Patent trolls and copyright lawsuits catch our attention because they are newsworthy, but other ways of capturing the spillovers of intangible investment are common—in fact, they’re part of the invisible fabric of everyday business life. They often involve reciprocity rather than compulsion or legal threats. Software developers use online repositories like GitHub to share code; being an active contributor and an effective user of GitHub is a badge of honor for some developers. Firms sometimes pool their patents; they realize that the spillovers from each company’s technologies are valuable, and that enforcing everyone’s individual legal rights is not worth it. (Indeed, the US government helped end the patent war between the Wright Brothers and Curtiss Aeroplane and Motor Company that was holding back the US aircraft industry in the 1910s by getting everyone to set up a patent pool, the Manufacturers Aircraft Association.)
Why Do Intangibles Exhibit Synergies?
Haskel and Westlake give the example of the microwave. Near the end of World War II, Raytheon was mass-producing cavity magnetrons (similar to a vacuum tube), a crucial part of the radar defenses the British had invented. A Raytheon engineer, Percy Spenser, realized the microwaves from magnetrons could heat food by creating electromagnetic fields in a box.
Haskel and Westlake write:
A few companies tried to sell domestic microwave ovens, but none were very successful. Then, in the 1960s, Raytheon bought Amana, a white goods manufacturer, and combined their microwave expertise with Amana’s kitchen appliance knowledge to build a more successful product. At the same time, Litton, another defense contractor, invented the modern microwave oven shape and tweaked the magnetron to make it safer.
In 1970 forty thousand microwaves were sold. By 1975 it was a million. What made this possible was the gradual accumulation of ideas and innovations. The magnetron on its own wasn’t very useful to a customer, but combined with other incremental bits of R&D and the design and marketing ideas of Litton and Amana, it became a defining innovation of the late twentieth century.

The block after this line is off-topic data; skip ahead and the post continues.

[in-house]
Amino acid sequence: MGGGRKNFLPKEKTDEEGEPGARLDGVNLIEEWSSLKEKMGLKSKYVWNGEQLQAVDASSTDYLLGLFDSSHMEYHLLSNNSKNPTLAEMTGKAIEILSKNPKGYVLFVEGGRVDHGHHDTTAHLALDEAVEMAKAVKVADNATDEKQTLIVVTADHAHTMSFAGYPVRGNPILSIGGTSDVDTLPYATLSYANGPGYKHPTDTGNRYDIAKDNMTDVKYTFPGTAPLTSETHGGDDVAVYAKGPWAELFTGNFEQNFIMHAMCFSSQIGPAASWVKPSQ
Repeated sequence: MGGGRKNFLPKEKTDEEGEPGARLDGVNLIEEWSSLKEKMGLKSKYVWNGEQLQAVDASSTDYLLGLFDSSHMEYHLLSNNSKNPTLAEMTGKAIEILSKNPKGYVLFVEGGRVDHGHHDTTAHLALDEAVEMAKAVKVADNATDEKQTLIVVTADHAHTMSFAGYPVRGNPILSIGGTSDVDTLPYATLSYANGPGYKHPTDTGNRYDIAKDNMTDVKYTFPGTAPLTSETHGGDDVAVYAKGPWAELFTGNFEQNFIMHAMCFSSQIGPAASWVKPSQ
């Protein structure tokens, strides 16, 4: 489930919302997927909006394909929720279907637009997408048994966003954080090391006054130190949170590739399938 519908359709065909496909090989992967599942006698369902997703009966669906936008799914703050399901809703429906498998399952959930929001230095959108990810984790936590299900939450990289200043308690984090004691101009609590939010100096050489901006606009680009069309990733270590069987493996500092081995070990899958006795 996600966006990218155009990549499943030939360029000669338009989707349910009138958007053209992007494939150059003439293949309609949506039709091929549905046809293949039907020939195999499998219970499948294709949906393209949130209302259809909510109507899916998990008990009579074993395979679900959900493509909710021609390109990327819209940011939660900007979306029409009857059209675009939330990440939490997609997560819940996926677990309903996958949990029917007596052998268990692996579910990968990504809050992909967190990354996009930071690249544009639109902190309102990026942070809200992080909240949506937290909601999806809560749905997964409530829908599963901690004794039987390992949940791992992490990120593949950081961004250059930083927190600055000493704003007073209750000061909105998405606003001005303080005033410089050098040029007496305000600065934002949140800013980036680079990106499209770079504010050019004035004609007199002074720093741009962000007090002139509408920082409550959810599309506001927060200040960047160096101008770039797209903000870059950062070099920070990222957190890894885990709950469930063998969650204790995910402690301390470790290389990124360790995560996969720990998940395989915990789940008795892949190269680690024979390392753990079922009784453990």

The point of the microwave story is that intangible assets have synergies with one another. Also, it’s hard to predict where innovations will come from or how they will combine. In this example, military technology led to a kitchen appliance.
(Synergies in digital business, science, and technology: Illustration by Agsandrew)
Intangible assets have synergies with tangible assets as well. In the 1990s, productivity increased and at first people didn’t know why. Haskel and Westlake explain:
In 2000 the McKinsey Global Institute analyzed the sources of this productivity increase. Counterintuitively, they found that the bulk of it came from the way big chains retailers, in particular Walmart, were using computers and software to reorganize their supply chains, improve efficiency, and lower prices. In a sense, it was a technological revolution. But the gains were realized through organizational and business practice changes in a low-tech sector. Or, to put it another way, there were big synergies between Walmart’s investment in computers and its investment in processes and supply chain development to make the most of the computers.
Why Do the Synergies of Intangible Assets Matter?
While spillovers cause firms to be protective of their intangible investments, synergies have the opposite effect and lead to open innovation.